Tim Bass Distance Learning UC Berkeley - U.Mich. 2/2/95.

I have to say that my first impressions of the current implementation of our distance learning technology are mixed. On the one hand I'm delighted to be able to participate in this experiment and am enjoying myself immensely, on the other hand, there are some logistical/hardware bugs which make it difficult to realize what I believe to be the full capability of such a system.

The audio compression tends to cancel out the entire signal when it's fed too much information - for example, if people in the room laugh at something someone has said, the audio hardware tends to briefly gate the entire signal, leaving those at the other end wondering what was so funny. This effect is even more frustrating when two or more people suddenly chime in with their own exclamations while another person is speaking. Multichannel audio might solve this.

The video is also far too limited to allow for spontaneous discourse. The P in P capability needs to be expanded to include the class, the person speaking, the person the speaker is addressing and perhaps the moderator. At the Berkeley end, there is a human operator, we have discovered that when one desires to address the class, it is more efficient to signal the operator instead of the moderator.

Some of the other students have mentioned that they feel a little disjointed by the ability of the video to discourage them from looking directly at the person speaking when the speaker is in the same room with them and I tend to agree. This very powerful. In effect, the virtual extension of an immediate spatial relationship has supplanted the normalized social dynamics within the actual physical space that the participants inhabit - I tend to watch the projected image of a speaker even though they may be physically sitting three feet away from me. In such a context, the projected reality begins to replace the traditional concept of the "real". This phenomena creates an environment where the totality of participation, the visceral experience of being in the class, now exists as an abstraction, a projection. The two physical halves do exists independently of one another, but the class itself exists only within the abstracted, electronic projection. Weird.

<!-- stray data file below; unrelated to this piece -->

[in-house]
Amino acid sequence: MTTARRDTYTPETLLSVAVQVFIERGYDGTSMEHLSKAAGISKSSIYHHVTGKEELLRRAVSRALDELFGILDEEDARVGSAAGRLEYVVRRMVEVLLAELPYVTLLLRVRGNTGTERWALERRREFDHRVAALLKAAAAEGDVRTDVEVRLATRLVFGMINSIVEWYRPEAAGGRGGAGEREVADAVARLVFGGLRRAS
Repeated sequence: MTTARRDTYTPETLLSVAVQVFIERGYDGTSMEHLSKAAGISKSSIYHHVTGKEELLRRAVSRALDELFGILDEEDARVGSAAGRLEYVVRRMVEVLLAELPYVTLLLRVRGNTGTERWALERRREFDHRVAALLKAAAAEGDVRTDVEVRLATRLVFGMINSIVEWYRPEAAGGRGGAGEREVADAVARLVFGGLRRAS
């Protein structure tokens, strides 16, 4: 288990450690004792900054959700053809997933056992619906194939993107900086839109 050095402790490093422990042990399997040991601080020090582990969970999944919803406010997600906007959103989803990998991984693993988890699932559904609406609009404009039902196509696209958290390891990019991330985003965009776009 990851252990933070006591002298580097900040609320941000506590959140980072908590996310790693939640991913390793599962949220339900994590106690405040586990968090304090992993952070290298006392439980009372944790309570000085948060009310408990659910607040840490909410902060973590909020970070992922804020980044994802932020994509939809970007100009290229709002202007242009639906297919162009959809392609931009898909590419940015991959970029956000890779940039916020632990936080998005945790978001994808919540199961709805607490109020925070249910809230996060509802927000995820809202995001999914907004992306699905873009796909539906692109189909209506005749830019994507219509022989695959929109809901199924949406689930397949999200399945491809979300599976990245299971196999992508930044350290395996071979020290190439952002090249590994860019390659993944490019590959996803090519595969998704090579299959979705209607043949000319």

I suppose that DeBord would see this as yet another example of the power of the Spectacle to suffuse, define and supplant all human experience. Perhaps. However, I feel there are other elements within our virtualized, cross continental geography which far outweigh the disassociative properties inherent within the medium. For example, Since the first class meeting, I have become much more aware of localized patterns of group behavior. Since I don't have many opportunities to physically travel to different places in the country, I've tended to internalize patterns of speech, dress and discourse which are a product of the Berkeley environment in which I live. The first time I participated in a Virtual discussion with my classmates in Ann Arbor, I was suck by the differences in dress, speech and group behavior between the students in Berkeley and the Students in Ann Arbor. On the surface this is no different than having a similar experience with students from say.. Yemen. But I would already expect a group of University students in Yemen to behave differently from their American counterparts. I was not prepared to discover the degree of difference that I found in students from another location within my own country. It's kind of a stupid assumption when you get right down do it, obviously we are shaped by our immediate environment. But all the same, I was struck by the tremendous inherent power of the medium to allow people from varying social perspectives to discover their own difference and commonality in an environment that wasn't filtered in the manner that traditional media representations of the "other" have thus far allowed.